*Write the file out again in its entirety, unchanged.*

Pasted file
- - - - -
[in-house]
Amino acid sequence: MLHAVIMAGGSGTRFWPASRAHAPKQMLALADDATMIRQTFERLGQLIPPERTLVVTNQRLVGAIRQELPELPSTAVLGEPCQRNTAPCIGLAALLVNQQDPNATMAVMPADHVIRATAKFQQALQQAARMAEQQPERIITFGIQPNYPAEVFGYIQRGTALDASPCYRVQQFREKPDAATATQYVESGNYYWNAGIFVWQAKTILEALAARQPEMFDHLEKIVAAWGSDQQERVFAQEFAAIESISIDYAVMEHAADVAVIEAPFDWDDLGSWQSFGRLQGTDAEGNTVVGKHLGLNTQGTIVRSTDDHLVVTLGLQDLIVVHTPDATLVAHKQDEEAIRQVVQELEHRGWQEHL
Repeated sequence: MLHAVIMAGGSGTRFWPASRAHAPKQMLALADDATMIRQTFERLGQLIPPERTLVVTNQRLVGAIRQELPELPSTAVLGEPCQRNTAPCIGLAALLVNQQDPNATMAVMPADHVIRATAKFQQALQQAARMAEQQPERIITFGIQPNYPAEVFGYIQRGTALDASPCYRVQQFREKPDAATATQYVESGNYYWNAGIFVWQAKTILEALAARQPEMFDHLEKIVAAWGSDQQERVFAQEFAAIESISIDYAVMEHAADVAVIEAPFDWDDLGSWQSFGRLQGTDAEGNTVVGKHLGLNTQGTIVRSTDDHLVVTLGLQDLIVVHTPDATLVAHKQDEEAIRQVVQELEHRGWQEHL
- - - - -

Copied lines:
[in-house]
Amino acid sequence: MLHAVIMAGGSGTRFWPASRAHAPKQMLALADDATMIRQTFERLGQLIPPERTLVVTNQRLVGAIRQELPELPSTAVLGEPCQRNTAPCIGLAALLVNQQDPNATMAVMPADHVIRATAKFQQALQQAARMAEQQPERIITFGIQPNYPAEVFGYIQRGTALDASPCYRVQQFREKPDAATATQYVESGNYYWNAGIFVWQAKTILEALAARQPEMFDHLEKIVAAWGSDQQERVFAQEFAAIESISIDYAVMEHAADVAVIEAPFDWDDLGSWQSFGRLQGTDAEGNTVVGKHLGLNTQGTIVRSTDDHLVVTLGLQDLIVVHTPDATLVAHKQDEEAIRQVVQELEHRGWQEHL
Repeated sequence: MLHAVIMAGGSGTRFWPASRAHAPKQMLALADDATMIRQTFERLGQLIPPERTLVVTNQRLVGAIRQELPELPSTAVLGEPCQRNTAPCIGLAALLVNQQDPNATMAVMPADHVIRATAKFQQALQQAARMAEQQPERIITFGIQPNYPAEVFGYIQRGTALDASPCYRVQQFREKPDAATATQYVESGNYYWNAGIFVWQAKTILEALAARQPEMFDHLEKIVAAWGSDQQERVFAQEFAAIESISIDYAVMEHAADVAVIEAPFDWDDLGSWQSFGRLQGTDAEGNTVVGKHLGLNTQGTIVRSTDDHLVVTLGLQDLIVVHTPDATLVAHKQDEEAIRQVVQELEHRGWQEHL